Ayurveda (ayu—life; veda—knowledge of) or ayurvedic medicine is a comprehensive system of medicine, more than 5,000 years old and based on a holistic approach rooted in Vedic culture. The two early texts of Ayurveda are the Charaka Samhita and the Sushruta Samhita are compendiums of two traditions. A third tradition is that of the Kashyapas. Some plant remedies of ayurveda are also mentioned in the earlier Vedic literature of around 2nd millennium BC. Both the Sushruta and Charaka Samhitās are the product of several editorial hands, having been revised and supplemented over a period of several hundred years.
Traditional Ayurveda speaks of eight branches: kayachikitsa (internal medicine), shalyachikitsa (surgery including anatomy), shalakyachikitsa (eye, ear, nose, and throat diseases), kaumarabhritya (pediatrics), bhatavidya (psychiatry, or demonology), and agada tantra (toxicology), rasayana (science of rejuvenation), and vajakarana (the science of fertility). According to Ayurveda five elements (Panchamahabhuta) combine in different proportions to form the material world. Each element possesses different amounts of the above-mentioned gunas; thus each element has its unique qualitative nature. The elements are: Akasha – aether, Vayu or Pavan – air or wind, Agni or Tejas – fire, Ap or Jala – water and Prithvi or Bhumi – earth. The 3 main doshas are – Vata (resembles the classical element air), Pitta (fire) and Kapha (water). All bodily processes are believed to be governed by a balance of the 3 doshas. Whichever dosha appears to dominate a person’s behavior and physique is called his constitution type. Each constitution type has particular strengths and susceptibilities.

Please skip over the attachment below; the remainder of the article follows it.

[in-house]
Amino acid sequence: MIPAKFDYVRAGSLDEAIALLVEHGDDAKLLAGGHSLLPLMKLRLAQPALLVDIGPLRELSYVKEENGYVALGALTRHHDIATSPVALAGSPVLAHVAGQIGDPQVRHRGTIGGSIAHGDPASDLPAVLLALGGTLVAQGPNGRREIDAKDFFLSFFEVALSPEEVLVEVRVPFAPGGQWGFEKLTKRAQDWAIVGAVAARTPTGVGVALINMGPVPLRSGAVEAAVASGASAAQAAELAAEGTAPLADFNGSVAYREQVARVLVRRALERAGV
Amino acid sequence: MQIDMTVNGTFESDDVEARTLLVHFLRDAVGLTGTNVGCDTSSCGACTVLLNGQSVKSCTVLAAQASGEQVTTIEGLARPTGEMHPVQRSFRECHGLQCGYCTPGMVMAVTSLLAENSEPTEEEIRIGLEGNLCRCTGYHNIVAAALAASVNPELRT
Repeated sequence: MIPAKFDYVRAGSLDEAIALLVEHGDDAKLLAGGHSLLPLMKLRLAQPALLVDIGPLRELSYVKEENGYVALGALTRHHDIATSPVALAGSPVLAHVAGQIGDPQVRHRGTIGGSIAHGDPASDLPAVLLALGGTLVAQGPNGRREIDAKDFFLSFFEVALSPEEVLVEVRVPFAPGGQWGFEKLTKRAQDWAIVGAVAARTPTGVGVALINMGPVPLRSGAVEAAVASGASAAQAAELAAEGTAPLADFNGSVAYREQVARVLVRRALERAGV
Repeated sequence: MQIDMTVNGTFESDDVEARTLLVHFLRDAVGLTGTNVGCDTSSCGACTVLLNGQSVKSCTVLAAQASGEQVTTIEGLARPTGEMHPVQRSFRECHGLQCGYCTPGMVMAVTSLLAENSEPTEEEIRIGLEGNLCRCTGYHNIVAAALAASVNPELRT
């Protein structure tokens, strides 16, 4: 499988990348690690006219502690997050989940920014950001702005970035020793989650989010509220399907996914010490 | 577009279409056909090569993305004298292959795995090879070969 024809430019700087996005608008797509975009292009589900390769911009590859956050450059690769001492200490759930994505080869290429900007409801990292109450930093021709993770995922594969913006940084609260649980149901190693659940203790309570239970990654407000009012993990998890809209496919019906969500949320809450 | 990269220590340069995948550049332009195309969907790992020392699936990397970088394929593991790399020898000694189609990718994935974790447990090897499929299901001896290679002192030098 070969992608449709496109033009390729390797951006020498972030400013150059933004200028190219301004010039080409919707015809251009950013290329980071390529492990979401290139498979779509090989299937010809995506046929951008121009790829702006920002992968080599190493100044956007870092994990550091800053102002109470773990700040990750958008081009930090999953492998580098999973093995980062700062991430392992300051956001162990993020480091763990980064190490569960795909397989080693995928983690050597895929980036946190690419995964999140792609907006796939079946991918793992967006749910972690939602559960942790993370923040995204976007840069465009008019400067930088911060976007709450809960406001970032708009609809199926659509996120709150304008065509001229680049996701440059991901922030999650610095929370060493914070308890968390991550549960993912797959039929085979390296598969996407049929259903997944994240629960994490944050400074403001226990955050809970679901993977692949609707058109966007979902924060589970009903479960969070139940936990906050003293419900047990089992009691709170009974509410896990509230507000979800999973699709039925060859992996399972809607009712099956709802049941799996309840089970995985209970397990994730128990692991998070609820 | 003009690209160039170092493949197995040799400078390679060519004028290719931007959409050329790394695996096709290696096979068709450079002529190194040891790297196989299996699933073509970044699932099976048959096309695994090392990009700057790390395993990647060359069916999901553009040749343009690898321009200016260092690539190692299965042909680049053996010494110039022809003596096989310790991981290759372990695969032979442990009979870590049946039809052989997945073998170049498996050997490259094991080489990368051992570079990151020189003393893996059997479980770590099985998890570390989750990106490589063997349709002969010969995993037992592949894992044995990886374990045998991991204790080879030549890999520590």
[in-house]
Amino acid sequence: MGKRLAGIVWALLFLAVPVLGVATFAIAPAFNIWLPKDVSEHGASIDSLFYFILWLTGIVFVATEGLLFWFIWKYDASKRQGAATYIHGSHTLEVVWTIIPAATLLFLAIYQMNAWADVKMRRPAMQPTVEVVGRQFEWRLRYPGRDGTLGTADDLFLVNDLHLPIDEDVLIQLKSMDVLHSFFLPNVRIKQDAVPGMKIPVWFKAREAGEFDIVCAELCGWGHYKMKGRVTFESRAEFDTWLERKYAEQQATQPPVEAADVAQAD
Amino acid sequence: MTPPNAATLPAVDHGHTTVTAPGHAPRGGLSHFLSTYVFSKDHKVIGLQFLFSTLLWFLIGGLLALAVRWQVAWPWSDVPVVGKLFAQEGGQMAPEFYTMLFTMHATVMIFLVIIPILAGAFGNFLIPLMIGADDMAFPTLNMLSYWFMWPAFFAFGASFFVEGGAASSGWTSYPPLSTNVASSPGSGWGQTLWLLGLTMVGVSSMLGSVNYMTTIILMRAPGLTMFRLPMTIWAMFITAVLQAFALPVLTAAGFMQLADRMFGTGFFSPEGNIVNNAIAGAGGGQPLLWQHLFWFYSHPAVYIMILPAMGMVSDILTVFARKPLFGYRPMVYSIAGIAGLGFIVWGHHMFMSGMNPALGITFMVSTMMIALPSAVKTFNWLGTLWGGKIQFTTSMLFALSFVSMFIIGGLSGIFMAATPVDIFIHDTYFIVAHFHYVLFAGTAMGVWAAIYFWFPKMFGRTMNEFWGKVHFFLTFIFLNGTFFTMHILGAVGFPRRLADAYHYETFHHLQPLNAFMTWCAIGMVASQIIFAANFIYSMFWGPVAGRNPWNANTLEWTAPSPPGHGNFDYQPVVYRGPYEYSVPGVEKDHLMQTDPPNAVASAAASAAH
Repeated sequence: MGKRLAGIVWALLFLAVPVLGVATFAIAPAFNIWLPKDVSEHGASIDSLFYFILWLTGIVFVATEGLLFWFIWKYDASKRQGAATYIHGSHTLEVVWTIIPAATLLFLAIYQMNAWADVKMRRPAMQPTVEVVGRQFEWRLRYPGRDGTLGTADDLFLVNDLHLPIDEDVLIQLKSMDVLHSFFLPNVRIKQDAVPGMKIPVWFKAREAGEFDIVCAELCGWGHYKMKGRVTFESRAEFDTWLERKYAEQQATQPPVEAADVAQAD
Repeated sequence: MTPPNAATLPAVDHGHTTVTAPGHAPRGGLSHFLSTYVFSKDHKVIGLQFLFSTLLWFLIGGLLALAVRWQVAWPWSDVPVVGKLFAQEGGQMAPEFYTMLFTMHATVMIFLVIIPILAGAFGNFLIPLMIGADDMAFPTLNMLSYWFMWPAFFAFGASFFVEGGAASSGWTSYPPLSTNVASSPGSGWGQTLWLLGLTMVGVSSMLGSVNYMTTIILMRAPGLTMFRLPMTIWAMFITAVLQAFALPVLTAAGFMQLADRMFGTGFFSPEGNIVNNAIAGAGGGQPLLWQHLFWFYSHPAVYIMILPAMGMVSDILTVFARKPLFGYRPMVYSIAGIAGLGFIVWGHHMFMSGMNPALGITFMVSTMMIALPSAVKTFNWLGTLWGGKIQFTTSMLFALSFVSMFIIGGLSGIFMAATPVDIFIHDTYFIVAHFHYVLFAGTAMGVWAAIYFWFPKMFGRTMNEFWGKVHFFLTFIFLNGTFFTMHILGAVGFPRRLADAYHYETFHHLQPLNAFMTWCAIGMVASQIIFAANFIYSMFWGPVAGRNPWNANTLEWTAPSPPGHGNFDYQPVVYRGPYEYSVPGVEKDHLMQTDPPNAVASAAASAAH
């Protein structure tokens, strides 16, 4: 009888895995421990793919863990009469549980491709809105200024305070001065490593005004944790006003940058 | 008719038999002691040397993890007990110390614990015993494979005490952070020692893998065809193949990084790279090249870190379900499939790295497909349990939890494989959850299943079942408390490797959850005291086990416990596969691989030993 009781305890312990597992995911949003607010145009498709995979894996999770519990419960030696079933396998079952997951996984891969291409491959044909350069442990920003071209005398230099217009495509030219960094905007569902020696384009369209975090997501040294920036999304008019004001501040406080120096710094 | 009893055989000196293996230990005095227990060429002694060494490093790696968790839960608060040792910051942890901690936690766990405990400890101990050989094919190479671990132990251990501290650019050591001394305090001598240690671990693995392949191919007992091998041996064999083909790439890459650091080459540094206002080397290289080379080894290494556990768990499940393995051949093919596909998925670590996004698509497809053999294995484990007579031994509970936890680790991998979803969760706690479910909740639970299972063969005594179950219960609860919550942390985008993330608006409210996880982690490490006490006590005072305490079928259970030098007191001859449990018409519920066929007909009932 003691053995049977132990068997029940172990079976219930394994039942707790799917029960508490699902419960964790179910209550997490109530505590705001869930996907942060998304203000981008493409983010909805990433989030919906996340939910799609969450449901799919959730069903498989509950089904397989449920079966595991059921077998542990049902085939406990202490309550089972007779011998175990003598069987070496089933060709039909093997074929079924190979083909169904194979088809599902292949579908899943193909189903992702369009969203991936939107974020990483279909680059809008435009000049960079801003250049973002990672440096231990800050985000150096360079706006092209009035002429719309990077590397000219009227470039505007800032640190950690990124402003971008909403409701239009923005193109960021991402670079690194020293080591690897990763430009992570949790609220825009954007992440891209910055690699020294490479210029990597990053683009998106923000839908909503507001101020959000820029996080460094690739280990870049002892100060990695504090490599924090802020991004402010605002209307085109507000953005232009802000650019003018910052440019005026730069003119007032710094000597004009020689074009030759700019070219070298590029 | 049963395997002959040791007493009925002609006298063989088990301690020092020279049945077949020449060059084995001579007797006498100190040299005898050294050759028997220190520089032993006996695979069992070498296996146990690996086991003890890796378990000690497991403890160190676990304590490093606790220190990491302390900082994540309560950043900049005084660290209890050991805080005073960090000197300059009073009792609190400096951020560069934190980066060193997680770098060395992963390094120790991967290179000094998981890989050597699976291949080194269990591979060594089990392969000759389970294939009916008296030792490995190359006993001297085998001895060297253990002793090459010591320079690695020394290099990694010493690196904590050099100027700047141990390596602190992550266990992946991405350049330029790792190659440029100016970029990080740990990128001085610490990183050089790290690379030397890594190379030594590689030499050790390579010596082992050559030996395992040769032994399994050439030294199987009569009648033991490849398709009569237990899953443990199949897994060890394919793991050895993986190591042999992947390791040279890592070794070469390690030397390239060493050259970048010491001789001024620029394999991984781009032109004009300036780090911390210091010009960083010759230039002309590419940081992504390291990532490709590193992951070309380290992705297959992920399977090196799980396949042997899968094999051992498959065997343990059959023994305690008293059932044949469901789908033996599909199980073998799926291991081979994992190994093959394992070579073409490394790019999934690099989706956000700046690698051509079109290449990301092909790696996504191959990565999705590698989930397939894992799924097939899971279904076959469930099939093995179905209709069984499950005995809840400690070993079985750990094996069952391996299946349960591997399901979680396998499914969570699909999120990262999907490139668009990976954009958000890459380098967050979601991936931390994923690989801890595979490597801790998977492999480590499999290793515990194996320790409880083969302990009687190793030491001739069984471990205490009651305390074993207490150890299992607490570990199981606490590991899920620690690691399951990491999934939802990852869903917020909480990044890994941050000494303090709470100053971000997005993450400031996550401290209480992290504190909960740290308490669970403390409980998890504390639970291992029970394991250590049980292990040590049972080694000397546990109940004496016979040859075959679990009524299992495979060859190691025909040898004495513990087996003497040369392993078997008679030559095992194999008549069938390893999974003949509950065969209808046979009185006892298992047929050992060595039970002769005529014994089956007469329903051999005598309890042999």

Today, Ayurveda is gaining lots of interest and prominence all around the globe. Patients – illness of disease or disorders are classified by body types, or prakriti, which are determined by proportions of the three doshas. Treatment is aimed at restoring harmony or balance to the mind-body system. Many plants traditionally used for thousands of years in Ayurveda have undergone Western-based medical research, which has identified the active compounds and measured their effects in humans.
Acupuncture (from Lat. acus, “needle” (noun), and pungere, “prick” (verb) or in Standard Mandarin, zhan jau, is one of the main branches of Traditional Chinese Medicine (others being herbal medicine and tui na). It is a therapeutic technique from that framework intended to restore health and well-being. The technique involves the insertion of needles into “acupuncture points” on the body by trained practitioners. Acupuncture treats the human body as a whole that involves several “systems of function” that are in many cases associated with (but not identified on a one-to-one basis with) physical organs. Disease is understood as a loss of homeostasis among the several systems of function, and treatment of disease is attempted by modifying the activity of one or more systems of function through the activity of needles, pressure, heat, etc. on sensitive parts of the body of small volume traditionally called “acupuncture points” in English, or “xue” (cavities) in Chinese. Treatment of acupuncture points may be performed along the twelve main or eight extra meridians, located throughout the body. Ten of the main meridians are named after organs of the body (Heart, Liver, etc.), and the other two are named after so called body functions (Heart Protector or Pericardium, and San Jiao). The two most important of the eight “extra” meridians are situated on the midline of the anterior and posterior aspects of the trunk and head.